When we’re young we all want to grow up and become something. My older brother Kevin, ‘Our Kev’ to anybody in the McNally inner circle, wanted to design aeroplanes for a living. Me, doing as any self-respecting younger sibling would, supported my smarter sibling by saying I wanted to fly the planes my brother designed.
Like most kid's dreams some come true, and some don’t. My brother studied hard went to university for several years and now works for Rolls-Royce designing their aeroplane engines. I just tell everyone he’s a rocket scientist, it gets more laughs and make me feel less intellectually inferior!
Anyway I’m the other side of the dream coming true coin, I will probably never fly ‘Our Kev's planes, but after my dreams of the jet set disappeared and trying football, tennis and rugby to name but a few, I stumbled across cycling.
My dad’s two best friends are Tommy & Graham. They both did road cycling and they sorted me out with an old Vitus bike and a bit of kit. They were both at some point in their lives in the Liverpool Century Road Club, and one night Graham took me down to the weekly club meeting which was at Tarbock Village hall back then and they put me on the original Zwift the "CompuTrainer". I was hooked.
From that point my dream changed. Every day after school I’d ride my bike, I’d think of pretty much nothing but my bike. As sad or silly as it sounds, it is true, and when you catch the cycling bug it can be quite addictive.
I discovered that most bike races were shown on Eurosport and I followed each and every one. The ones that caught my eye the most were the Spring Classics with their legendary ‘bergs’ and ‘cobble sectors’. They were 200-260kms of pure passion, pain and glory.
From about the age of 12 all I ever wanted to be was a bike rider. My dream had evolved. No more airplanes and flight plans, they had been replaced by bicycles and funny shoes.
Anyway fast forward a few years and a few ups and downs, two weeks ago I started my second Gent-Wevelgem. Anybody who knows the history of the event will know in the past it was a sprinters race, but these last few years its evolved into more of a pure classics style. This year these details faded in to the background, as it was an emotional day. In the race one year before I experienced one of my darkest days on the bike and probably in my whole life. We left the team bus in the morning with eight guys ready for the race and returned only as seven… My team mate Antoine Demoitié lost his life in that race after a crash involving a motorbike. Bike racing seems unimportant and somewhat futile when such tragedies occur, but a year on we had one goal and that was to honour him, his memory and his family.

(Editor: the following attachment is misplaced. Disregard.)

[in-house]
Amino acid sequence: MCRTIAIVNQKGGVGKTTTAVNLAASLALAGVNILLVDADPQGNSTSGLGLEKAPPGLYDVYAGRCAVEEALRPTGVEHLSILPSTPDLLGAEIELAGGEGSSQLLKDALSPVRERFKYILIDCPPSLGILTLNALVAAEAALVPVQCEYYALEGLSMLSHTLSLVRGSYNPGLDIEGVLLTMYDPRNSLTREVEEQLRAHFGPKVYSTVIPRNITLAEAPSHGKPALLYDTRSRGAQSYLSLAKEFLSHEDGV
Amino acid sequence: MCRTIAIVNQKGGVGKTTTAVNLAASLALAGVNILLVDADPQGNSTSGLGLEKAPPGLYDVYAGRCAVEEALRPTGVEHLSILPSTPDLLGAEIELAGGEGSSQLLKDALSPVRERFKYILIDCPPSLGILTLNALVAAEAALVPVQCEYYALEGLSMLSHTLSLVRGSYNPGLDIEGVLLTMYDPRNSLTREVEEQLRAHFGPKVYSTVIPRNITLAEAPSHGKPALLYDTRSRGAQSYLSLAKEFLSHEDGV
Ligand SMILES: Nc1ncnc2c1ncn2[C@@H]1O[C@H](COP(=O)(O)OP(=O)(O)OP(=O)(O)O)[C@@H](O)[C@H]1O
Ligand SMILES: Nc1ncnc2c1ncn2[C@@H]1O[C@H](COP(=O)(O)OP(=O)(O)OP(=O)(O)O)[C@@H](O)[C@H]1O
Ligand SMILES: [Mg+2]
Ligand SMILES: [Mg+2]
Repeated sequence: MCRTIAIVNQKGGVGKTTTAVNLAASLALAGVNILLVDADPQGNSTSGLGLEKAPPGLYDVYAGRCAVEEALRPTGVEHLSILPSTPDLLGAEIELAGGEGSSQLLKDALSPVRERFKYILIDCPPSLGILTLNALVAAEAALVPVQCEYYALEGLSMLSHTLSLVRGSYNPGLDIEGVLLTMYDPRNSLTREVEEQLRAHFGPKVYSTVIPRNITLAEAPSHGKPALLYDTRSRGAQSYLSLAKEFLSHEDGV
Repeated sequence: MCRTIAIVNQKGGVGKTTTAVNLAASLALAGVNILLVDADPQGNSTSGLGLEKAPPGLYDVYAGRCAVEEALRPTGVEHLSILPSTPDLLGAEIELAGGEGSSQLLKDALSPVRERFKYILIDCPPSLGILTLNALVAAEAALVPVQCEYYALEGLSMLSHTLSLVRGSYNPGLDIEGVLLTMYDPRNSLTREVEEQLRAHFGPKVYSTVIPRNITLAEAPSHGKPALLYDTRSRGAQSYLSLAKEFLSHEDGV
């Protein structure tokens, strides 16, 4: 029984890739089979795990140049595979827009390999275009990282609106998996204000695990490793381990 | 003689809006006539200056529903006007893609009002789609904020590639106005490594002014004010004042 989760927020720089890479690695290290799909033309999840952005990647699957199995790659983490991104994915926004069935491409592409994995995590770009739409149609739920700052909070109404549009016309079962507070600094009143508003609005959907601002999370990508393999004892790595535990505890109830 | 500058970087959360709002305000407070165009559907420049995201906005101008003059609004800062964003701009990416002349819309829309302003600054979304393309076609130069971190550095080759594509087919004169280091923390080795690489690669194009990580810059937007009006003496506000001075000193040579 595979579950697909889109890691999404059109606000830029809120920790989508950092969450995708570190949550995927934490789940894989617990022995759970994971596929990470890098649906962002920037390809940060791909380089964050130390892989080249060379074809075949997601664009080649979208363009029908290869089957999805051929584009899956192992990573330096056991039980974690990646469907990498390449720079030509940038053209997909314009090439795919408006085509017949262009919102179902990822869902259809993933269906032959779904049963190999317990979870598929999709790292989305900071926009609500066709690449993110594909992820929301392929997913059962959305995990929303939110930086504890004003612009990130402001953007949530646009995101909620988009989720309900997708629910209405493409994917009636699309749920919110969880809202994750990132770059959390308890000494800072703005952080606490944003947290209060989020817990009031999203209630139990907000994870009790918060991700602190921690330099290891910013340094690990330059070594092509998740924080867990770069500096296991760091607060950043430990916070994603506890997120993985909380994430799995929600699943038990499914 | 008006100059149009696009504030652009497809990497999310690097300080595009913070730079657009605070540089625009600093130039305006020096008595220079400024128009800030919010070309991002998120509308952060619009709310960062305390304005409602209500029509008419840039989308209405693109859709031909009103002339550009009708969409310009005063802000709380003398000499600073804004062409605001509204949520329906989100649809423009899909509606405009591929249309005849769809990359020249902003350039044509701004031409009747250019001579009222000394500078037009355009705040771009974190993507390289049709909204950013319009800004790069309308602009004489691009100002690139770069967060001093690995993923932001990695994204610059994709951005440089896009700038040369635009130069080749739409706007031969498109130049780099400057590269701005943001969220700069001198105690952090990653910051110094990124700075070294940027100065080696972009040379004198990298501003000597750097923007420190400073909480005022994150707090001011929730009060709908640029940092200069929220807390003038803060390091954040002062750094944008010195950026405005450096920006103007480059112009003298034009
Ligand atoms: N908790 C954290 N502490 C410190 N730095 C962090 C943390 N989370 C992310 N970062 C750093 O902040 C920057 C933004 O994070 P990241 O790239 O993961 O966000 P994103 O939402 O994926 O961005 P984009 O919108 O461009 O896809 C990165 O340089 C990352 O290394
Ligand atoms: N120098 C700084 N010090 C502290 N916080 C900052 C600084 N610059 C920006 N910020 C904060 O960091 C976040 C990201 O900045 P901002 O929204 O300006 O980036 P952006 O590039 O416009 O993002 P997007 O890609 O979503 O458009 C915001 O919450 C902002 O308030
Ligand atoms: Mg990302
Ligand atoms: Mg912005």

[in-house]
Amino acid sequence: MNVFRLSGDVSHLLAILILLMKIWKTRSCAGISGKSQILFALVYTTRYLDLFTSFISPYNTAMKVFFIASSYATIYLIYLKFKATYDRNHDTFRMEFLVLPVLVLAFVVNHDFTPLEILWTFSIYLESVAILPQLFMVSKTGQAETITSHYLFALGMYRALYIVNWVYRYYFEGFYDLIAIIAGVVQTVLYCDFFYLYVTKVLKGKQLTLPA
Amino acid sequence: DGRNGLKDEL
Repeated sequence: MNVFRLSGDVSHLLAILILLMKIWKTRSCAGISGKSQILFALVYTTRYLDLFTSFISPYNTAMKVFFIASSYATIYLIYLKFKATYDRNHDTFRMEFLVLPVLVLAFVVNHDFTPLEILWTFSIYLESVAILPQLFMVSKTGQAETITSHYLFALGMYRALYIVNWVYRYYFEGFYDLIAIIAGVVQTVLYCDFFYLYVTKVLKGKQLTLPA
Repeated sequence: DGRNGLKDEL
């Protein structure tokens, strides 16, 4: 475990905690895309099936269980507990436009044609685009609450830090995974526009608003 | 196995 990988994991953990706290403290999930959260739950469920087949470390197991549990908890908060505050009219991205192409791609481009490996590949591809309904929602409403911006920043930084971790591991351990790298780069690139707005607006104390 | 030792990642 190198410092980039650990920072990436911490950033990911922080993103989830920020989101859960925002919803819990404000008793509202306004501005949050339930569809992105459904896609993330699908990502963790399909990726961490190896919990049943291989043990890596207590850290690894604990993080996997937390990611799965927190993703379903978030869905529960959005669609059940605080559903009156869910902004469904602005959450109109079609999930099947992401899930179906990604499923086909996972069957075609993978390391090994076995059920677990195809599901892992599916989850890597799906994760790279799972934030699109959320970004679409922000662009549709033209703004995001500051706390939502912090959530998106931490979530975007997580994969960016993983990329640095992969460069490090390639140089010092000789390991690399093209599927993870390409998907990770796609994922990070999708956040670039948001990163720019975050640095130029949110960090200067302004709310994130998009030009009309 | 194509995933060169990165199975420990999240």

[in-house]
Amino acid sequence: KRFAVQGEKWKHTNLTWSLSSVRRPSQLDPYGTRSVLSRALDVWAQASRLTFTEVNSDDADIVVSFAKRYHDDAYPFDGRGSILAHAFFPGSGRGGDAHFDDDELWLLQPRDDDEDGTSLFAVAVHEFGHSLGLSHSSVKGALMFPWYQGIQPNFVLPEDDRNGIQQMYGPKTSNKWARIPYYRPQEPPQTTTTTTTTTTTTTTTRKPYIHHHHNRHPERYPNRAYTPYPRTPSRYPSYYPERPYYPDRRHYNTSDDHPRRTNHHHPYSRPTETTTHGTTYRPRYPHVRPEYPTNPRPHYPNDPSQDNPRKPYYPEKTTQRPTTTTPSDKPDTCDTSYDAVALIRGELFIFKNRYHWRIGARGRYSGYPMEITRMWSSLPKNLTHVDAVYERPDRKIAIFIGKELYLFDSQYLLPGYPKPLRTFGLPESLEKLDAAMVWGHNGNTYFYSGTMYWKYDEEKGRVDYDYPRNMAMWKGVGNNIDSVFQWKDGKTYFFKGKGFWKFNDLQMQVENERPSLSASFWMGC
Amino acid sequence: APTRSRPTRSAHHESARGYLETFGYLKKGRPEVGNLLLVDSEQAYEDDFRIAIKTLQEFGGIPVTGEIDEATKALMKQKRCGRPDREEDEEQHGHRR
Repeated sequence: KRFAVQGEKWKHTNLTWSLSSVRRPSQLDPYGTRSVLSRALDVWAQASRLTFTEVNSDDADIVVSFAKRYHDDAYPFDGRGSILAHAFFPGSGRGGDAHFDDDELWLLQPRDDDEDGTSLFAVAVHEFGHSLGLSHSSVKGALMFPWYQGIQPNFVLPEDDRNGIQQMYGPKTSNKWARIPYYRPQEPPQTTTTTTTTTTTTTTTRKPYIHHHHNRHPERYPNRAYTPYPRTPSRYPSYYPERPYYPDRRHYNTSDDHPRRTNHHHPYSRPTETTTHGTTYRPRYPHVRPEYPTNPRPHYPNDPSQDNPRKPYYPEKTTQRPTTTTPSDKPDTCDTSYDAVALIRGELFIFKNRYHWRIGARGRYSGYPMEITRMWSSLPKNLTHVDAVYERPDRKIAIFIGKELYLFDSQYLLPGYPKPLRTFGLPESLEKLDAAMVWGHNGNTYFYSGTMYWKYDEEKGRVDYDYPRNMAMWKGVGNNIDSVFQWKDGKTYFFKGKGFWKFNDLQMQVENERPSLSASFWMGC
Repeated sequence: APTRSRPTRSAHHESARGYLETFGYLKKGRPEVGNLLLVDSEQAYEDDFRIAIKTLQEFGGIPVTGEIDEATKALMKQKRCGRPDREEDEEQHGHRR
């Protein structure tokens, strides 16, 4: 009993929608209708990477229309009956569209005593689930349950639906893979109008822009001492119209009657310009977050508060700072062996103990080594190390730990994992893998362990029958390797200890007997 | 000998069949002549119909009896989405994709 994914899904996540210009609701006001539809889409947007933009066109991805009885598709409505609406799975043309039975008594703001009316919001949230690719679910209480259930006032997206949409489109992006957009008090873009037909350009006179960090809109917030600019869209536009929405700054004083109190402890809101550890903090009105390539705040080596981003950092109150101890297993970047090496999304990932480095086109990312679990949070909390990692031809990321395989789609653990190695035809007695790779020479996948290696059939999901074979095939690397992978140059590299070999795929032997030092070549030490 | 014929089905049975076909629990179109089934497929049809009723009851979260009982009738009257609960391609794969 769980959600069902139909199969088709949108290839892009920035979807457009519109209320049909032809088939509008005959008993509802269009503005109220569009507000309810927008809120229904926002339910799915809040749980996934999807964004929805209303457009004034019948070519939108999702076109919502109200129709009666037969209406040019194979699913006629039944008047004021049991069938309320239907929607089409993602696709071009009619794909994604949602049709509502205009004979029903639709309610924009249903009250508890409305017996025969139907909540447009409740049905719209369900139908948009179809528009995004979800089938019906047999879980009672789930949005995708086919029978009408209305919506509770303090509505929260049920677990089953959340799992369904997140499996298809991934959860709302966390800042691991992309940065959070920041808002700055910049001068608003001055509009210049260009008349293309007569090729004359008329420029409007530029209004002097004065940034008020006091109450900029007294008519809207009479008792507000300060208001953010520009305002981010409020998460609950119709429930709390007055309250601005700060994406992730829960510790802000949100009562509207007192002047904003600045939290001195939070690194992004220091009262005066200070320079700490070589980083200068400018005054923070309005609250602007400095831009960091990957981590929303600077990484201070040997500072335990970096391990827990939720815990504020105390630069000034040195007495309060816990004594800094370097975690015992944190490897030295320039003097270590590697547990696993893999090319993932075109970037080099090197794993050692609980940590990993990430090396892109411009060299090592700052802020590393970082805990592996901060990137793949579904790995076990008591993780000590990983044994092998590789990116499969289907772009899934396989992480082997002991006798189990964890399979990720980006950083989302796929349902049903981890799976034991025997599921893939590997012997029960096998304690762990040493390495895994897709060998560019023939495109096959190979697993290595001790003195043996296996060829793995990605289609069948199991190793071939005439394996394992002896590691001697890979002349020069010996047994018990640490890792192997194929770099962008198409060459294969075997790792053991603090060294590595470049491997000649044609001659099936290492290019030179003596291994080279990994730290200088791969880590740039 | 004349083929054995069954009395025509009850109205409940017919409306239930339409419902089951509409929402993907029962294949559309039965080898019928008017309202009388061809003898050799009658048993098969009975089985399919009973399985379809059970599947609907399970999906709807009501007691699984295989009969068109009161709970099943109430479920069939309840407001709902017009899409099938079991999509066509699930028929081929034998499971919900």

My job in the pre-race meeting was to go for the early breakaway. The only thing we all really had to do that day was Ride for Antoine.
The race started and we were all focused on the job in hand. As we hit Km0 just outside Dienze the attacks started to come thick and fast. Sometimes it’s a struggle to stay near the front and keep an eye on whats going on but other days you can find a rhythm and follow the ebbs and flows of the peloton. This was one of those days.
I was hovering near the front following everything that I thought looked a bit dangerous, until a group of around eight guys slipped away and I was clear on the right side of the peloton. So I clicked it down a few gears, put my head down and jumped for freedom, not looking back till I’d reached the shelter of the wheels of the eight guys. I got there, caught my breath and did a quick shoulder check. The peloton was wide and flat fronted which is always a good sign because it means the speed is low.
We had to commit fully to riding through-and-off as hard as we could, as a few of the smaller teams like ours had missed the break and were trying as hard as they could to get across. After a while they gave up and our lead began to pull out, first 2 minutes, then 3, then 5. Then we got to a max of around 9 I think just before we got to the infamous Mooren, a dead-straight road for about 10km with not so much as a shrub for shelter. There our advantage began to tumble as the chaos of the crosswinds ensued in the peloton.
Once through the Mooren we headed for the berg zone around the Kemmel berg. First time over the Kemmel two lads escaped from the front of our group. They eluded our chase after we’d crested the climb as the race behind started to really heat-up. As we got to the gravel roads of Plugstreets (that’s a place not a street!) the front of what was left of the peloton caught us. I knew I’d start to pay for my earlier efforts and so I did my best to help my team mates as much as I could before the inevitable. The second and last time over the Kemmel my legs bucked and I lost contact with the front group and was greeted by the safety and shelter of the ‘groupetto’ shortly afterwards. I finished my first race over 250km and I like to think our whole team gave a fitting tribute to our fallen team mate and to his memory.
All Photos (c) Team Wanty-Groupe Gobert